Rupert Everett’s passion project on the final years of Oscar Wilde honors the writer through dynamic writing and direction.
Chronicling the final years of legendary English playwright, poet, and author Oscar Wilde, The Happy Prince is both dreadfully bleak and delightful at the same time, much like Wilde himself. Rupert Everett writes, directs, and stars in this dramatization of the years after the disgraced wordsmith is released from prison. The role fits Everett like a glove, and his incredible performance carries the film through thick and thin. At certain points serving as a pedestal to lift up the film and everything it offers, while at others acting as a crutch for it to rest as he carries it along.
The focus is almost exclusively on Wilde at his lowest. Choosing to pick up after Wilde’s completion of a two-year prison sentence due to his incredibly public and scandalous conviction of homosexuality. He is left to pick up the pieces of his now ruined career, relationship with his wife and kids, and wrestle with his self-image. Through public humiliation, loss of his career, and his rapidly declining health, Wilde’s most endearing traits endure. Both hit and love for the dramatic, and they take center stage.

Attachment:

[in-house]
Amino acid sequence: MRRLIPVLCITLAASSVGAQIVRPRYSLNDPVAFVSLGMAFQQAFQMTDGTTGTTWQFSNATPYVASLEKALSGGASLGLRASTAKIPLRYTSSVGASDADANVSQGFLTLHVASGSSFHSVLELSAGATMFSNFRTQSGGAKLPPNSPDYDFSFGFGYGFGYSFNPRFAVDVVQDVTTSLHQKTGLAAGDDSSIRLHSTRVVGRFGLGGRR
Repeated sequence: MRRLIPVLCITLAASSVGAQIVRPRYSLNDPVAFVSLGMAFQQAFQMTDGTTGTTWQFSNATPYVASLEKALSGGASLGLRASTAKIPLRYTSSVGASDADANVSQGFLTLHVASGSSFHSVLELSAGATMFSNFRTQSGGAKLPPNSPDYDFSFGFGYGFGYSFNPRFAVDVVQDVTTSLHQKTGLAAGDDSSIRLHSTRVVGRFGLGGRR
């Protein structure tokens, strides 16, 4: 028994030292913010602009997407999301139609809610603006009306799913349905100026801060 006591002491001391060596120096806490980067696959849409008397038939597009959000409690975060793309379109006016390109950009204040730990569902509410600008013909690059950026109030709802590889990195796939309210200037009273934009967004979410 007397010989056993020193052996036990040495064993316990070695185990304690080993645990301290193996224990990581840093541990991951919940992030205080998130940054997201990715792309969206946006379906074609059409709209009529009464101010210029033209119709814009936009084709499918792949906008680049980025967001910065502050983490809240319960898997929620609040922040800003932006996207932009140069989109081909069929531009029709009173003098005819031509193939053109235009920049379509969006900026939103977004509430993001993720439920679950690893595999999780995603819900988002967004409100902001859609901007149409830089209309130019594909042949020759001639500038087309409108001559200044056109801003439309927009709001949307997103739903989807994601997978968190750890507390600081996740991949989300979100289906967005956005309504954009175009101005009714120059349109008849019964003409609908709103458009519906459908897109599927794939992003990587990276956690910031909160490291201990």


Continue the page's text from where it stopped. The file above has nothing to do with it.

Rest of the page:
The film belongs to Everett in every way, from the writing, to the direction, to the acting, it’s clear that Everett is going to have his way with the audience and the supporting cast, whether they like it or not. Which more often than not, is a good thing. His script is a the soaring high point of the film, allowing Everett and the actors around him to fully submerge themselves in their characters. The dialogue works wonders in bringing Oscar Wilde to life, in all his devilish wit, cleverness, and unyielding flamboyance. It pulls the audience into Wilde’s world, one of supreme literary intelligence that doesn’t slow down and wait for any stragglers to catch up. And while the well written dialogue is enough to make most scenes tolerable at the least, the film does drag in some places, relying on the writing to string it along.
The script’s relentless literary intensity can prove to be exhausting at times, providing several places for the audience to find themselves hopelessly lost in a never-ending spiral of lyrical cartwheels, which will definitely turn a lot of viewers off. But being able to keep pace with the film does prove fruitful. And while the star of the film is unquestionably Everett, Colin Morgan shines as well in support as Wilde’s incriminating lover Bosie.
While The Happy Prince can prove tiring at times, those who are able and willing to stay or track with it will be pleasantly rewarded. The film pays tribute to the tragedy and ironic wit of one of history’s greatest writers in as fitting a way as any, through intense lyric writing and spoken word.